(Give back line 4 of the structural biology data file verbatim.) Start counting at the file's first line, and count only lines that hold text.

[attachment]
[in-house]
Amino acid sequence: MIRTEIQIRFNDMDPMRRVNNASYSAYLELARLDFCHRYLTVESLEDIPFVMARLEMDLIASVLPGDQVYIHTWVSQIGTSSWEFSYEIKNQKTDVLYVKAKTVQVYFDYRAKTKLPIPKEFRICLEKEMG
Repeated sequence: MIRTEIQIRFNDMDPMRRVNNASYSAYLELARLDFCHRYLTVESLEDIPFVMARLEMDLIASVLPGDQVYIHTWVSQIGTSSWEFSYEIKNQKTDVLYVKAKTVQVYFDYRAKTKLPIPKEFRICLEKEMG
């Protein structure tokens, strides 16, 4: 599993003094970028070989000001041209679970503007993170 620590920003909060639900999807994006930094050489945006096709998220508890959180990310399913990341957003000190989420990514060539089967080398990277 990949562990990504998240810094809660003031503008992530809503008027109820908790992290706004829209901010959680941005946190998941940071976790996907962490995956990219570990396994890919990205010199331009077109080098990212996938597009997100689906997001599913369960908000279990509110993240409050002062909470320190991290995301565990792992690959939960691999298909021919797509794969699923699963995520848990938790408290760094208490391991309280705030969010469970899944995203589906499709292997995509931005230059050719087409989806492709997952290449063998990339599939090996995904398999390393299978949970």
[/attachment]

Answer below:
């Protein structure tokens, strides 16, 4: 599993003094970028070989000001041209679970503007993170 620590920003909060639900999807994006930094050489945006096709998220508890959180990310399913990341957003000190989420990514060539089967080398990277 990949562990990504998240810094809660003031503008992530809503008027109820908790992290706004829209901010959680941005946190998941940071976790996907962490995956990219570990396994890919990205010199331009077109080098990212996938597009997100689906997001599913369960908000279990509110993240409050002062909470320190991290995301565990792992690959939960691999298909021919797509794969699923699963995520848990938790408290760094208490391991309280705030969010469970899944995203589906499709292997995509931005230059050719087409989806492709997952290449063998990339599939090996995904398999390393299978949970």